COVID throws curve for new nurses, student researcher learns
Newly graduated nurses are dealing with a higher level of stress and anxiety as they join the workforce in the middle of the COVID-19 pandemic, a third-year international student in the College of Nursing, Rady Faculty of Health Sciences learned this summer.
Chioma Nwagbo recently worked at the Manitoba Centre for Nursing and Health Research (MCNHR) for 16 weeks as part of the centre’s summer internship program. She worked alongside Dr. April Lussier, research development officer, on a project looking into stress and anxiety among newly graduated nurses entering the workplace full time. The project examined current data as well as pre-COVID data.
“We’re not fully done with the analysis, but I can say that COVID throws a whole new curve,” Nwagbo said. “Even experienced nurses who have been working in the field for years have a lot of stress and anxiety burnout because of COVID. You can just imagine how it is for new nurses.”
Nwagbo said they looked at trends of psychological outcomes over the years and how they are impacted by factors like self-efficacy and resilience. The aim is to advocate for supports for nurses and ways to enhance their psychological wellbeing as they care for patients.
She was engaged in literature reviews, data extraction and statistical analysis from surveys given to nursing graduates in Manitoba and was mentored in scientific writing and oral presentations.
Nwagbo said the project was of particular interest to her, as someone who will soon be entering the workforce.
“In two years, I’m going to be one of these graduate nurses,” she said. “The piece about self-efficacy and resilience was really interesting. Now I know, as a student, I have to actually work on developing this so I don’t suffer later in my career.”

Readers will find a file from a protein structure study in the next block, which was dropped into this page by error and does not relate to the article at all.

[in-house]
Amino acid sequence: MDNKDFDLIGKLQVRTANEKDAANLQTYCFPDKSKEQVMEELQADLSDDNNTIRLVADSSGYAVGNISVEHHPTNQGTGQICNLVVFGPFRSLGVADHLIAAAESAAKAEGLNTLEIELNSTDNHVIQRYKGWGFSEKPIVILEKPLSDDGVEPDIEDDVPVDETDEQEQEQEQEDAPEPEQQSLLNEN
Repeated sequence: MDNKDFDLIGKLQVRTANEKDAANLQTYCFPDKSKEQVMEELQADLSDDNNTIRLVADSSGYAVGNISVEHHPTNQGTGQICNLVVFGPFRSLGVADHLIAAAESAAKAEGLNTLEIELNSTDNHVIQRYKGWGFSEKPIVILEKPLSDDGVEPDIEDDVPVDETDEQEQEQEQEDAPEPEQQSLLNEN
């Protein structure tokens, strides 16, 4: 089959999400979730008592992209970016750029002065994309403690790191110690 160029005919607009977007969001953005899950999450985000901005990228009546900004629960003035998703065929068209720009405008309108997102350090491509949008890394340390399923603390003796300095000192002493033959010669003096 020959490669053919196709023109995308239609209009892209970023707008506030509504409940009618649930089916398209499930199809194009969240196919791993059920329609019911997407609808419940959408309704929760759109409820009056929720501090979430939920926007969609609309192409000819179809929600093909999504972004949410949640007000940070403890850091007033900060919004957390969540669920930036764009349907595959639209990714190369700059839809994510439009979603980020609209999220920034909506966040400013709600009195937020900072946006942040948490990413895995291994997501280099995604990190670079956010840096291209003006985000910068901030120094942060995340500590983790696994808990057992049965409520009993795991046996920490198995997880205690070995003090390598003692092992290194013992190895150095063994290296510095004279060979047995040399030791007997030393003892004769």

She said she was surprised to learn about some of the experiences new nurses were reporting to the project team.
“Some of it was heartbreaking, especially some stuff about workplace bullying,” she said. “It’s really not good to see as someone who’s going into the field soon.”
Originally from Nigeria, Nwagbo said she has long been interested in a health career, and considered studying medicine and pharmacy before deciding on nursing. Her interest in the research side developed while in her first year of the bachelor of nursing program.
“As a nursing student, we have clinical rotations every term and we’re taking classes continuously, hearing ‘research shows this’ and ‘evidence shows this,’” she said. “Being in hospitals, you only see the clinical aspect of things, but not behind the scenes. So I would wonder how they came up with certain strategies or interventions.”
Nwagbo will continue as a part-time research assistant over this academic year, working on reports and data collection.
Lussier said the stress and anxiety project is ongoing, and that Nwagbo will continue to support it until it is published. She said the work of research assistants like Nwagbo is essential.
“I am sure she will do great things in her career as a nurse,” Lussier said. “It is my pleasure to mentor and support her development as a researcher.”